Optimizing GitHub Workflows for Efficiency and Sustainability

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Integrating automation into development workflows has become crucial in recent years. In this post, I'll share a few strategies I've found useful for making these workflows both more efficient and sustainable. We'll look into strategies such as canceling redundant jobs, setting appropriate workflow timeouts, optimizing caching techniques, and managing workflow triggers more effectively.

Cancel Redundant Jobs

When active development branches receive rapid updates, whether through direct pushes or pull requests, they often trigger multiple instances of the same workflow. This redundancy can lead to unnecessary resource consumption and potential delays in integration processes.

One effective solution is to utilize concurrency groups. By assigning a concurrency key, you can group workflows, thereby controlling their execution more effectively. GitHub ensures that within a concurrency group, only one job or workflow runs at a time, limiting it to one running and one pending job. Any new jobs that are triggered at that point will instead be queued.

However, by setting cancel-in-progress to true, we cancel any ongoing workflows within the same concurrency group when a new one is triggered. This approach effectively clears the queue and ensures that any running workflows are processing the latest changes:

- main

group: integration-tests
cancel-in-progress: true

For more granular control, particularly useful in environments that utilize branching strategies, consider using dynamic expressions in the group naming. This configuration allows workflows triggered on different branches to be grouped separately, ensuring that updates on one branch do not interfere with the progress of workflows on another:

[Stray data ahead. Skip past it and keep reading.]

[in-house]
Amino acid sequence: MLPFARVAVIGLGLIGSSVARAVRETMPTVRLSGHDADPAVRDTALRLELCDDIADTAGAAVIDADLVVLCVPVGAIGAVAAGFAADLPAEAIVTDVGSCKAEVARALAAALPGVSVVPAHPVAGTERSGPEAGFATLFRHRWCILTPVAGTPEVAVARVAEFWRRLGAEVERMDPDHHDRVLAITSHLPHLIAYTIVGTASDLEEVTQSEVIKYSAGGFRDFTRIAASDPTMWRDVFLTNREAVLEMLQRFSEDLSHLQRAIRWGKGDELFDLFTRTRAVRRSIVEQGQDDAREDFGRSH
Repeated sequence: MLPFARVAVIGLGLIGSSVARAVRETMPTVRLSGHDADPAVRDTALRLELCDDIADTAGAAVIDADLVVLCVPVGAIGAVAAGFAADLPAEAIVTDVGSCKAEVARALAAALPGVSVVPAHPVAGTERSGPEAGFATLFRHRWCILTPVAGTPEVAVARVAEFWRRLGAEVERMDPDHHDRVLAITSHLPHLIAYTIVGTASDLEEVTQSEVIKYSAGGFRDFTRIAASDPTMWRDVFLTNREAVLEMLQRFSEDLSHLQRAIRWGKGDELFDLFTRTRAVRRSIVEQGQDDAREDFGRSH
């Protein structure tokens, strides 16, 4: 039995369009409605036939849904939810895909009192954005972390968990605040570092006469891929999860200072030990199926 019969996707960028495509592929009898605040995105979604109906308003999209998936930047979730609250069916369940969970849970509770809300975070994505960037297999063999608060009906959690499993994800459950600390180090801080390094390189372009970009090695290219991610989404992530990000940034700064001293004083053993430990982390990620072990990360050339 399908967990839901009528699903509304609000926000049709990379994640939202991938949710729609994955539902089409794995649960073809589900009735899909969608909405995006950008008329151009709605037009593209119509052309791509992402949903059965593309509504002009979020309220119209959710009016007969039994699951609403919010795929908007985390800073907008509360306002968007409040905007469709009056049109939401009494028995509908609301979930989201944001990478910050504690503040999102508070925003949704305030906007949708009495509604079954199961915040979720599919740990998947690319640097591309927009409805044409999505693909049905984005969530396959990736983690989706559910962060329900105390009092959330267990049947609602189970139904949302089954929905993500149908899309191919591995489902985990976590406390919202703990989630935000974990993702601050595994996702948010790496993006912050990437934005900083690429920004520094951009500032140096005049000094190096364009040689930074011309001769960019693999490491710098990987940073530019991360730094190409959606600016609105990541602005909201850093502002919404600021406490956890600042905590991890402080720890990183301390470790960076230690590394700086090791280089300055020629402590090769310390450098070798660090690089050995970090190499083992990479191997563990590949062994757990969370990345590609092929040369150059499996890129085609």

group: integration-tests-${{ github.ref }}
cancel-in-progress: true

Employing this strategy optimizes the use of CI resources by avoiding redundant or outdated jobs while maintaining the integrity of our codebase across all types of updates.

Set Workflow Timeouts

The default workflow timeout is 6 hours, which is often excessive for processes that complete within minutes. Setting a more appropriate duration prevents wasteful use of resources, especially in cases where a process might hang due to issues like deadlocks, resource starvation, or software bugs. For instance, a lint check that typically completes within two minutes might only need a 10-minute timeout:

runs-on: ubuntu-latest
timeout-minutes: 10

This simple adjustment prevents resources from being idly consumed, allowing them to be used for more critical tasks and thereby enhancing the sustainability of your workflows.

Utilize Caching for Efficiency

Optimize Dependency Handling

Workflow runs often share the exact same dependencies, which must be downloaded each time. Efficient caching can save both time and resources. I recommend using the setup actions for setting up environments like Node.js with caching enabled:

- name: Setup Node.js
uses: actions/setup-node@v4
node-version: 20
cache: 'npm'

This configuration caches the ~/.npm directory, which stores tarballs and metadata rather than the node_modules, reducing size and enhancing reusability across different environments.

Using npm ci instead of npm install further accelerates builds by installing exact versions from the package-lock.json, ensuring reproducible builds and eliminating dependency resolution delays.

Cache and Restore Build Assets

For assets that are resource-intensive to recreate and don't frequently change, consider using the cache action:

runs-on: ubuntu-latest

- name: Cache Assets
uses: actions/cache@v4
path: assets
key: assets-${{ github.run_id }}
restore-keys: |

This configuration caches the assets directory, restoring it at the start of each build. By referencing the run ID in the cache key, each build attempt will initially seek its own unique cache. If there isn’t an exact match, the restore-keys option allows the build to use the most recent cache starting with assets-. This technique is particularly useful for processes like generating responsive images, where restoring them from the cache can save significant time and resources.